April is upon us. No foolin! That means the first quarter of 2019 is done. I hope you’ve progressed as time passed.
To look ahead, I’ve come up with a few goals that might be worthy of adding to your list for the second quarter.
Reflect on Q1 and keep what worked well.
- What goals did I have the last quarter?
- What did I accomplish?
- What specific things helped me achieve those goals? What works for me? (habit tracking, affirmations)
- What has held me back from reaching some goals?
- How I can I overcome those obstacles in the next quarter?
- What can I do specifically in the next quarter to get closer to my goals? (daily, weekly, monthly)
- How will I measure success? (the amount of debt paid off, number of times I exercised per week)
- What expenses should I plan for in the next quarter?
- How can I monetize my gifts and talents?
Take a look at the Ultimate Goal-Setting Checklist for guidance on crafting new targets.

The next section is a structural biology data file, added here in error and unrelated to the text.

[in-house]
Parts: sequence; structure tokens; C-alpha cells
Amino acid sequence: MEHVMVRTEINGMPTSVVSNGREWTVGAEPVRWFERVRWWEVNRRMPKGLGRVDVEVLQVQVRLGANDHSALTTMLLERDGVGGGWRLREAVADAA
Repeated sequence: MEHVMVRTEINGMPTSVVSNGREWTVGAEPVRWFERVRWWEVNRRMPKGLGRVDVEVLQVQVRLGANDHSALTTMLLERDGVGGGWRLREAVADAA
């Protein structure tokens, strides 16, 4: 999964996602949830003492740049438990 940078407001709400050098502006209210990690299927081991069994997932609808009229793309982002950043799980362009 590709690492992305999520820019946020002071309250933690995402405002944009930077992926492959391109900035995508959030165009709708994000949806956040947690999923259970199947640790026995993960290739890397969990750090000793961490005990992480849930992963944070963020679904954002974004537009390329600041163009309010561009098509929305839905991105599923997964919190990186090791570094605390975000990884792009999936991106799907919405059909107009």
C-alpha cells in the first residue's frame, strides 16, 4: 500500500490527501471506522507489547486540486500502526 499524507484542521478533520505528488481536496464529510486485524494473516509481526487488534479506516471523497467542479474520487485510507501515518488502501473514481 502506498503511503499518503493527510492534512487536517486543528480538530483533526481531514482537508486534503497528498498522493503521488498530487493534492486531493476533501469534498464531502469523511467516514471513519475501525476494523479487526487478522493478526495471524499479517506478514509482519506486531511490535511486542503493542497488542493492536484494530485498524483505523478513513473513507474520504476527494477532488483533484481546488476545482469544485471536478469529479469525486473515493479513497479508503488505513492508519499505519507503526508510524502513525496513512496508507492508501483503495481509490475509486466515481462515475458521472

Evaluate where you are in terms of annual goals and list the next, best steps.
Go back and look at the big picture. Have you reached 25% of your debt payoff goal as planned? Did you earn an extra $300 each month in the first quarter? Be intentional with the next 3 months to make sure you’ll be in a better position and proud of yourself in December.
Save 1 Monthly Nut or 1 Month of Expenses.
If we’ve learned anything from the U.S. government shutdown, it’s that we need savings. We don’t want to be 1 paycheck away from not feeding our kids, eviction or car repossession.
The monthly nut is how much do you need each month to cover your ongoing monthly obligations. This doesn’t include extras like eating out. The things you have to pay for each month include groceries, rent/mortgage, utilities, phone bill, transportation, healthcare expenses, membership dues, insurance premiums and debt payments.
Knowing your monthly nut helps you determine how much you should save in an emergency fund or Sunny Day Fund, as I call it.